The jug.  A mid-late 19th century stoneware jug, with no maker’s marks or other identifications, 11 inches tall.  Donated by Charles T. Jacobs, it was likely used by one the many local branches of the Waters and Jacobs families.
Original use: Stoneware jugs of various sizes and shapes were indispensable in the 19th century kitchen.  Usually locally made, and reused over and over again, jugs held water, vinegar, cider, or any other frequently used liquid.
To play: The jug is essentially the brass section, and is played like a trumpet or tuba – you blow across the top, using changes in the position of lips and mouth to affect the pitch and tone of the resulting notes.  (I say that like I can do it; I cannot.)  There’s no jug band without a jug… because then it’s called a skiffle band instead.

All three of these pieces can be seen (but not played, sorry) in the Beall-Dawson House – the washboard and tub as part of the laundry exhibit, and the jug (along with some friends) in the “Old Kitchen.”  Other common jug or skiffle band instruments can be found in our collections, and probably yours as well: spoons, combs, buckets, bottles… Try your own internet search for “how to make jug band instruments” for instructions ranging from toddler- to adult-appropriate, then take a look around your house with new, instrument-seeking eyes! (But don’t break anything.)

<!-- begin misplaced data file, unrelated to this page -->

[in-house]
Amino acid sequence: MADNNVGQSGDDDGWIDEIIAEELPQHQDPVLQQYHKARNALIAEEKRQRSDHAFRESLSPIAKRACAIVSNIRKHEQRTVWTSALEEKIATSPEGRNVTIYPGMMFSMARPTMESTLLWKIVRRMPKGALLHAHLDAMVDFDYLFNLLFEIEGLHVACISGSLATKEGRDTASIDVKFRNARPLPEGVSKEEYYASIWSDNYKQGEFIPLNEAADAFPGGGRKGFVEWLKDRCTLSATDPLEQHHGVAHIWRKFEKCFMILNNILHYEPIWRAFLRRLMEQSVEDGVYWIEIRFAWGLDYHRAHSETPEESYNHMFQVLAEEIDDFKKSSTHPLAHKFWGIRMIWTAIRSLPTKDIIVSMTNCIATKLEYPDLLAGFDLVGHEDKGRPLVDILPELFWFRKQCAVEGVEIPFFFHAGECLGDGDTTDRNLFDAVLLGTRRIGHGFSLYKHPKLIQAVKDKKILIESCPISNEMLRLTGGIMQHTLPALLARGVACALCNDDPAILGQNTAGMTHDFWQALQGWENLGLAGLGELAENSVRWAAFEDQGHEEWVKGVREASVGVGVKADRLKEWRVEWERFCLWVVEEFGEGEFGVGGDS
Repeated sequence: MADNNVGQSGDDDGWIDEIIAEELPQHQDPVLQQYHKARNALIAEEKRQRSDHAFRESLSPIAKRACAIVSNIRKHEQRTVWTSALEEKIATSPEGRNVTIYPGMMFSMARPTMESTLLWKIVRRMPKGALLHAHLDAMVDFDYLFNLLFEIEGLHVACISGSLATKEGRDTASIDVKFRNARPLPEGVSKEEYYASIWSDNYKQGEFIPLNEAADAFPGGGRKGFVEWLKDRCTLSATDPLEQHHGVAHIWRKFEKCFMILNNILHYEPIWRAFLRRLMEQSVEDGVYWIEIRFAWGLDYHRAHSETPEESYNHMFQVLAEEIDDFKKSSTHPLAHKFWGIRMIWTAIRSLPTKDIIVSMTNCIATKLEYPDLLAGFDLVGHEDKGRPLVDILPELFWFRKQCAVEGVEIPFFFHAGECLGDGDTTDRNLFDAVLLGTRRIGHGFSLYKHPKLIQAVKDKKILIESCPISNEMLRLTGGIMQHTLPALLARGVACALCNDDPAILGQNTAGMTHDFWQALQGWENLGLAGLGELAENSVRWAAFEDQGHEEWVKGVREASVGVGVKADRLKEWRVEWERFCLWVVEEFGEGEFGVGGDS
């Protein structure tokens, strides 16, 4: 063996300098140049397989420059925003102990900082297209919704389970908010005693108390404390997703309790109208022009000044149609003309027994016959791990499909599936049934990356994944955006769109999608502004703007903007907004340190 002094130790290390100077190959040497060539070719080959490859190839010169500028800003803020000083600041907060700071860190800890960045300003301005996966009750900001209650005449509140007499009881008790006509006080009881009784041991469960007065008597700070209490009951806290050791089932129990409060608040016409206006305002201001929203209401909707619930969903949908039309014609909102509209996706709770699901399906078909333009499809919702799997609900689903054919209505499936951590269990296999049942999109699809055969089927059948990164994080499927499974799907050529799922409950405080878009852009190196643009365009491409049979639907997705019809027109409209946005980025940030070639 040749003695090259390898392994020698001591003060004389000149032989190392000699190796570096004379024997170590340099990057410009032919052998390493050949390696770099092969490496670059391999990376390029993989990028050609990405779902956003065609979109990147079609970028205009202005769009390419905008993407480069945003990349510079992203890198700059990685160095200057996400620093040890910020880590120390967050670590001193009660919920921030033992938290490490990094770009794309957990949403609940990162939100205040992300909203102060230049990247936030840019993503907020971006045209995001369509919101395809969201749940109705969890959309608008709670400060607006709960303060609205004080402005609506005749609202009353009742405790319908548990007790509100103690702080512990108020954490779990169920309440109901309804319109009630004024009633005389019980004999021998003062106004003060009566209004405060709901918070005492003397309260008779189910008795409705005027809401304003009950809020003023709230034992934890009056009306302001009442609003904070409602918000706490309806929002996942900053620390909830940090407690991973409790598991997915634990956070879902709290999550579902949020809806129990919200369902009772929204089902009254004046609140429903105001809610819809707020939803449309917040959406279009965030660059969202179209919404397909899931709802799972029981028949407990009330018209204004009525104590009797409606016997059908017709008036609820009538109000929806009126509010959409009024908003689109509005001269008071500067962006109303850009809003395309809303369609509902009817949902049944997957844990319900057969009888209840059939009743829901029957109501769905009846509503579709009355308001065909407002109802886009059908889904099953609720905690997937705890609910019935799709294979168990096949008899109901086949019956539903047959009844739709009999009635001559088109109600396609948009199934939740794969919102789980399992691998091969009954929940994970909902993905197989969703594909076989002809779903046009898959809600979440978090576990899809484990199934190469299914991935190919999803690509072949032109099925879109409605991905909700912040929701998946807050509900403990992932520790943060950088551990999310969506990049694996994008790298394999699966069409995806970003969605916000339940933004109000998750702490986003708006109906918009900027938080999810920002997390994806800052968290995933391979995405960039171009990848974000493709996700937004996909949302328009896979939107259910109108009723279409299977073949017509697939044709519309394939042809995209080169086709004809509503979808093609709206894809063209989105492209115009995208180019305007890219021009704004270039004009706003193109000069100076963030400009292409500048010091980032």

Oh, and be sure to visit us this Sunday from 2-5 at “Happy Birthday Montgomery County!”  As always, the party is free.  In addition to the fabulous music, we’ll have children’s activities and crafts; a presentation on the Monocacy Cemetery at 2:15; birthday cake at 4:30; and, throughout the event, a chance to tour our museums, check out our exhibits, talk to reenactors, and learn about local historical and cultural organizations.   A good time will be had by all.


Tucked away in the back corner of the Beall-Dawson House dining room is a glass-fronted china cupboard, which we use today as a kind of “open storage” for some of our period-appropriate glass and ceramics.  Included in this collection are six syllabub glasses, all more or less resembling this one:


A cut-glass syllabub or jelly glass, 4.5″ tall, maker unknown (probably English or Irish).  It was donated by long-time MCHS volunteer Jane Cyphers, in memory of her mother Willie Ryan Rolfe.  Our glass curator assigned the date range 1770-1820, based on the manufacturing technique and the trumpet shape (earlier versions had handles and/or a spout).  It may be possible to narrow that down, but not for me; I particularly like this description of the form, from the Victoria & Albert Museum catalog: “Fundamentally they were just a cone on a small foot . . . produced from about 1700 to at least 1845.  They differed in details which are often noticeable only to specialist collectors.”